Conventional Pac-12 Alignment: North-South Or Northwest-Southeast?

Larry Scott is about to usher in a new age for the Pac-10.

The Pac-10 is about to be the Pac-12 in a year, meaning that some fundamental things about the conference will be changing next season. With the heads of the Pac-10 families meeting in October in San Francisco, we've decided to take a look at the upcoming pressing alignment issues and wonder what you think we'll happen, how it'll affect the conference for the better or for worse.

Today we look at the two conventional alignment scenarios floating around. Tomorrow we look at the radical alignment scenarios that could satisfy all parties, and the day after we focus on the championship game.

Although we're all aware of the zipper and pod proposals, for thought experiment purposes let's ignore the compromise ideas being floated around. Let's instead just assume everyone stays conventional and stodgy, as is typical to happen when old people come together to try and make forward-thinking decisions.

Thus, these following rules would apply: (1) every team must play each other in their division, (2) the top two teams from each division would play each other in the title game. Which would you prefer and why?

Here are the two most common scenarios being floated around.

North and South (dominant)

North Divison: Colorado, Utah, Oregon, Oregon St., Washington, Wazzu

South Division: Arizona, ASU, Cal, Furd, UCLA, USC

Chip Brown mentioned that this will be the alignment, meaning I will ignore this rumor until I hear it from someone who can be trusted.

Logistics: Colorado-Utah becomes the new rivalry game in the conference. All the current schools preserve their rivalry games, but also preserve natural Northwest and California rivalries that have lasted longer (Oregon schools vs. Washington schools, California schools vs. each other).

Pros: This is ultimately what most Cal fans want. Our California rivalries are preserved and we don't have to worry about rotating LA schools every year. We would lose our traditional rivalries with the other Pac-8 schools and have to make do with trips to the Arizonas every year, but we also wouldn't have to go to Autzen and Seattle, the two hardest places to win a road game in the conference.

ConsThe Northwest schools lose their inroads to do California recruiting (sort of...if we stick with the nine game schedule, at minimum they'll at least get one trip every year to one California school). As Cal fans, we lose at least a few games with our old Pac-8 rivals, although before the round-robin we hadn't been playing them every year anyway.

If we go conventional though, this is probably what happens. The Northwest schools won't be happy, but what will they do, secede? The California schools are the big moneymakers, and you'd figure UCLA, USC and Cal (Furd doesn't have enough power in these negotiations) are the schools that carry the weight. Additionally, the pod scheduling proposal being floated around could alleviate the worries of the Northwest schools.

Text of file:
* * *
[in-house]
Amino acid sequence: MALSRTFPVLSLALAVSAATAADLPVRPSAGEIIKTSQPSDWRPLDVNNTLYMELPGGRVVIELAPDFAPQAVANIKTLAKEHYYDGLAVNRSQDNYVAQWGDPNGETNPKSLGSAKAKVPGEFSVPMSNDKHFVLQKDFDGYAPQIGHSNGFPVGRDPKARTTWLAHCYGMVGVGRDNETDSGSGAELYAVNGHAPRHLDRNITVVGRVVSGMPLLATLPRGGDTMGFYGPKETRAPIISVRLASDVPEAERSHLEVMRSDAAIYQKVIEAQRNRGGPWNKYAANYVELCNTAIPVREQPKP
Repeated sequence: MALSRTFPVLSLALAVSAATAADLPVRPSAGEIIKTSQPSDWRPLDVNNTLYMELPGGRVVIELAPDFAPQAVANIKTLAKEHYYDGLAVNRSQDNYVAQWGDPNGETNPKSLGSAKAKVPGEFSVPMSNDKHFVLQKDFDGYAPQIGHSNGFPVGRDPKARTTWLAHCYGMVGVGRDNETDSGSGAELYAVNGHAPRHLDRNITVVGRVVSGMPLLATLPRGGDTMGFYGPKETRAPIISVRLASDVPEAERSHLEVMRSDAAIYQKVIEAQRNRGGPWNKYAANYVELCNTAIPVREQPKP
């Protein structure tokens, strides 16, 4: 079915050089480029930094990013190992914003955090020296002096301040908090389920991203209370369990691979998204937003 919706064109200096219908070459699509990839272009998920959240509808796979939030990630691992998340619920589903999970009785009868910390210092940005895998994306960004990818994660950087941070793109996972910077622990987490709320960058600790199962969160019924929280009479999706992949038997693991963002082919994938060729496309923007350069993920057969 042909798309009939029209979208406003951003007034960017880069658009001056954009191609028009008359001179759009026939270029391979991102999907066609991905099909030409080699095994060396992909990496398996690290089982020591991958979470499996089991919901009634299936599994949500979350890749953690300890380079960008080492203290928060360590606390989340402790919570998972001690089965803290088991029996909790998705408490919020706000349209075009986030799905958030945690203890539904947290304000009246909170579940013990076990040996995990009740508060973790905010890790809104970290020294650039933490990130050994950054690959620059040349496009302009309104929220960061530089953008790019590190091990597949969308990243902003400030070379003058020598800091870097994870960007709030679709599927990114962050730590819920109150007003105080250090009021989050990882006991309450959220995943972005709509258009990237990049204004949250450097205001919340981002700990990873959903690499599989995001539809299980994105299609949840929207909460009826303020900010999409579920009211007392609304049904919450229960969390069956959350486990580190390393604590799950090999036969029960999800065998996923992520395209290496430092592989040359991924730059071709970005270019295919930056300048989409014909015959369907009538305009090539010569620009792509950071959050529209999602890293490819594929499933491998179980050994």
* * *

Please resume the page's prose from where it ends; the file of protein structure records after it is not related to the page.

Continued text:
Northwest and Southeast (dark horse)

Northwest Divison: Cal, Furd, Oregon, Oregon St., Washington, Wazzu

Southeast Division: Arizona, ASU, Colorado, Utah, UCLA, USC

Logistics: The Colorado/Utah schools make the more geographically logical move to the Pac-12 Southern Division, while Cal and the Furd move on up with the Northwest schools.

Pros:  Maintains our rivalries with the Northwest schools, meaning we will at least be guaranteed five games against old Pac-8 rivals. Leaves the Northwest schools happy that they get a game in California and a chance to make inroads with Bay Area/California recruiting every year. Also leaves the 10% highly tantalizing possibility of an all-California Pac-12 Championship, which would be the best possible outcome of a conference title game and would be sure to sell out and attract the highest television coverage.

ConsBreaks up the California rivalries and would probably leave them with the choice of one of either USC or UCLA. It's an extremely unpalatable scenario that won't stick well with the TV networks; it'd be the Pac-10 equivalent of breaking up Florida and Georgia (low on the rivalry order, but still an iconic matchup) and not allowing them to play every year. Cal-UCLA and Cal-USC are two of the highest rated games TV networks get from the Pac-10 every year. The possibility of these games disappearing into thin air would make this scenario untenable.

I'd imagine there'd be a lot of unhappy people in California if this is the arrangement we get, and ultimately their voices will probably carry the day. Still, neither of these scenarios is likely to please everyone.

Thankfully, there are alternative possibilities...but we'll get to those tomorrow.

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